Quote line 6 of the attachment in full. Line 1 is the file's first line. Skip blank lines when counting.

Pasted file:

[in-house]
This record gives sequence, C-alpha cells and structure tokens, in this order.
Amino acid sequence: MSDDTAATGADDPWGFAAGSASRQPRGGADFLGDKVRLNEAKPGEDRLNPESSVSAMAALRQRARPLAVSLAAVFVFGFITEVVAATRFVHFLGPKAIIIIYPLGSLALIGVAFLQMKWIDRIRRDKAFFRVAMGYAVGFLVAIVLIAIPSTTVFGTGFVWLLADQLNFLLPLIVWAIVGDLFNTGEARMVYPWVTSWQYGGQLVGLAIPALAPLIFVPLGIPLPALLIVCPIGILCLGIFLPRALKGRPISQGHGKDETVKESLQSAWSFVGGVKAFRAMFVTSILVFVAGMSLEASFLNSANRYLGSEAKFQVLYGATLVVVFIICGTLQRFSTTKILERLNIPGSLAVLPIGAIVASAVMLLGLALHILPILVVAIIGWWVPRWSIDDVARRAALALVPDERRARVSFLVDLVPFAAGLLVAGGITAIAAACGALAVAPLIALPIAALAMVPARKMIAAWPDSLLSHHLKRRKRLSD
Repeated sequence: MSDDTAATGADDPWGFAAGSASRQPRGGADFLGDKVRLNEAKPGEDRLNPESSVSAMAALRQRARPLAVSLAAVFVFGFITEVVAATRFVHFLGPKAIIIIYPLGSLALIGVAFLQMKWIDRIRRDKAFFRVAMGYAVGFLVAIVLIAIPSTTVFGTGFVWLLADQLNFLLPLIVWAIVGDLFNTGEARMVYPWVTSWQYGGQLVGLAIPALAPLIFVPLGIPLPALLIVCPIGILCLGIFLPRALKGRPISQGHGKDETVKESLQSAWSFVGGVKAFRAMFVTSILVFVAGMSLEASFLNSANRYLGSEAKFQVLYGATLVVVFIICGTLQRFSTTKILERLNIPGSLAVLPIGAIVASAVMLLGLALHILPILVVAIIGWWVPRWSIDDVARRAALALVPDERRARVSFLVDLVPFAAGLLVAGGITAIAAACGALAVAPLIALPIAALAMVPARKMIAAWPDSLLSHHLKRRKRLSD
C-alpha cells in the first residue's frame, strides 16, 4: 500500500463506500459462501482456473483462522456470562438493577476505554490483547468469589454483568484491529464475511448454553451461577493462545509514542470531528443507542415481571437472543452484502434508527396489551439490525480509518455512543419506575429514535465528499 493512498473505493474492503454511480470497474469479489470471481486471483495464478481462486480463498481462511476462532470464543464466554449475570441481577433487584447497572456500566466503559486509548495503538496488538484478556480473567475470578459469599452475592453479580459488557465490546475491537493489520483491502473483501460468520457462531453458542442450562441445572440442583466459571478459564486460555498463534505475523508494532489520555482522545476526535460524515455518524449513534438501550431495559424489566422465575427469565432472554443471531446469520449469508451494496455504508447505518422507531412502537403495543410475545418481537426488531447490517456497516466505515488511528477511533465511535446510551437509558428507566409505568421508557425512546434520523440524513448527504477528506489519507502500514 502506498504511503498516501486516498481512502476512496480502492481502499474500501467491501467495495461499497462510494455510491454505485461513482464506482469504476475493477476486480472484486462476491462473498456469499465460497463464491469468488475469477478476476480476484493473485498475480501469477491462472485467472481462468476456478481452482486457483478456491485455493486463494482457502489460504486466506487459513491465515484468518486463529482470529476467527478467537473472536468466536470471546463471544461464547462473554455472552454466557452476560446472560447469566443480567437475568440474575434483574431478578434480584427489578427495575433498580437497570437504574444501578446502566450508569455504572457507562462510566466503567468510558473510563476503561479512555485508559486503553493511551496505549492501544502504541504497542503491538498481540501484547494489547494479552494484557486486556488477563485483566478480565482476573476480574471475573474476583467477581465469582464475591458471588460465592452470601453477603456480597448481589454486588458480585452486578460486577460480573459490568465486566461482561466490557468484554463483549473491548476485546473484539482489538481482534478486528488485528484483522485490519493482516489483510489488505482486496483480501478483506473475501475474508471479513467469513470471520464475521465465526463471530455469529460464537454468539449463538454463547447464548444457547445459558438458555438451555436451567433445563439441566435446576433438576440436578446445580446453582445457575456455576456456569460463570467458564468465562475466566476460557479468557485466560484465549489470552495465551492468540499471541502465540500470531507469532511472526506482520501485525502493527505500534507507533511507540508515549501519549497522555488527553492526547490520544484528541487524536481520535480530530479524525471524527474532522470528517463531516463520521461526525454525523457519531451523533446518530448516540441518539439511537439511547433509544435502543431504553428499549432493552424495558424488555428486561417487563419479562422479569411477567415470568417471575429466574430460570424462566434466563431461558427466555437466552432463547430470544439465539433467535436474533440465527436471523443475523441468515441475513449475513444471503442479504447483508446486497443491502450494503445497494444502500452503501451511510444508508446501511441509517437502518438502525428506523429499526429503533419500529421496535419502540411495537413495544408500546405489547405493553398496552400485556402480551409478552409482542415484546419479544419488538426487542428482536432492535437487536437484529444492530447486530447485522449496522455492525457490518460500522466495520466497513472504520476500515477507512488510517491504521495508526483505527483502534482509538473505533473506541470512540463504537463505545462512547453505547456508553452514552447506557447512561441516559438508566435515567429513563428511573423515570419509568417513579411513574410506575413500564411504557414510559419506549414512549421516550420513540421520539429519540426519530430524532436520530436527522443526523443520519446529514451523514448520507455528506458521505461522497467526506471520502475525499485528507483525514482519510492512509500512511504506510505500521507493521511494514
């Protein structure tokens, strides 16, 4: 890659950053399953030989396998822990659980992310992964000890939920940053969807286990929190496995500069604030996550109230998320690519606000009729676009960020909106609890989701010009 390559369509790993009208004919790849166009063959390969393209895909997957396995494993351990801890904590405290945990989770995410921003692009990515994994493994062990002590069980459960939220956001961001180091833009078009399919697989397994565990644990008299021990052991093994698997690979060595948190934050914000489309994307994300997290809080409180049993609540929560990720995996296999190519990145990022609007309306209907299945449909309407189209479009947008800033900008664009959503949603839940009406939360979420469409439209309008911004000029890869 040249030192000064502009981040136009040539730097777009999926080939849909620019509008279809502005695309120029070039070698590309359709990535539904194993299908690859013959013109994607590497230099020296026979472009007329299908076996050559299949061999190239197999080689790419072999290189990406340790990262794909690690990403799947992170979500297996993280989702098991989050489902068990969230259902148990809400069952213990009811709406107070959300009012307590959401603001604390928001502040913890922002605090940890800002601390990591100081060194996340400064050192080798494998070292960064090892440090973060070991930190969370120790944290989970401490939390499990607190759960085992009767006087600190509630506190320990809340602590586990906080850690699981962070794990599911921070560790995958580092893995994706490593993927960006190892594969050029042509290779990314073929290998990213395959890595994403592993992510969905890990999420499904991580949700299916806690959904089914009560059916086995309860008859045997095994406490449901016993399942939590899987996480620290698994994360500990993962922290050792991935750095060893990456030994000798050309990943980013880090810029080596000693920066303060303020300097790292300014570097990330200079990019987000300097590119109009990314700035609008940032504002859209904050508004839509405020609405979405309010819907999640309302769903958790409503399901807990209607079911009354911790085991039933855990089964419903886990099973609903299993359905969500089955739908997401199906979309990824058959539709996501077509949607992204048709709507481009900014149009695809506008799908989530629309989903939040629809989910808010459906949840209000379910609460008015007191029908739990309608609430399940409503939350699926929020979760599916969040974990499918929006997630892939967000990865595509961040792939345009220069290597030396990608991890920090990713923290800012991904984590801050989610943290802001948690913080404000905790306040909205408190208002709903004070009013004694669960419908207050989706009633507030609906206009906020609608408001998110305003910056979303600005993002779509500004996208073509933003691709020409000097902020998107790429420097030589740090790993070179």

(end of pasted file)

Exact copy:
């Protein structure tokens, strides 16, 4: 890659950053399953030989396998822990659980992310992964000890939920940053969807286990929190496995500069604030996550109230998320690519606000009729676009960020909106609890989701010009 390559369509790993009208004919790849166009063959390969393209895909997957396995494993351990801890904590405290945990989770995410921003692009990515994994493994062990002590069980459960939220956001961001180091833009078009399919697989397994565990644990008299021990052991093994698997690979060595948190934050914000489309994307994300997290809080409180049993609540929560990720995996296999190519990145990022609007309306209907299945449909309407189209479009947008800033900008664009959503949603839940009406939360979420469409439209309008911004000029890869 040249030192000064502009981040136009040539730097777009999926080939849909620019509008279809502005695309120029070039070698590309359709990535539904194993299908690859013959013109994607590497230099020296026979472009007329299908076996050559299949061999190239197999080689790419072999290189990406340790990262794909690690990403799947992170979500297996993280989702098991989050489902068990969230259902148990809400069952213990009811709406107070959300009012307590959401603001604390928001502040913890922002605090940890800002601390990591100081060194996340400064050192080798494998070292960064090892440090973060070991930190969370120790944290989970401490939390499990607190759960085992009767006087600190509630506190320990809340602590586990906080850690699981962070794990599911921070560790995958580092893995994706490593993927960006190892594969050029042509290779990314073929290998990213395959890595994403592993992510969905890990999420499904991580949700299916806690959904089914009560059916086995309860008859045997095994406490449901016993399942939590899987996480620290698994994360500990993962922290050792991935750095060893990456030994000798050309990943980013880090810029080596000693920066303060303020300097790292300014570097990330200079990019987000300097590119109009990314700035609008940032504002859209904050508004839509405020609405979405309010819907999640309302769903958790409503399901807990209607079911009354911790085991039933855990089964419903886990099973609903299993359905969500089955739908997401199906979309990824058959539709996501077509949607992204048709709507481009900014149009695809506008799908989530629309989903939040629809989910808010459906949840209000379910609460008015007191029908739990309608609430399940409503939350699926929020979760599916969040974990499918929006997630892939967000990865595509961040792939345009220069290597030396990608991890920090990713923290800012991904984590801050989610943290802001948690913080404000905790306040909205408190208002709903004070009013004694669960419908207050989706009633507030609906206009906020609608408001998110305003910056979303600005993002779509500004996208073509933003691709020409000097902020998107790429420097030589740090790993070179």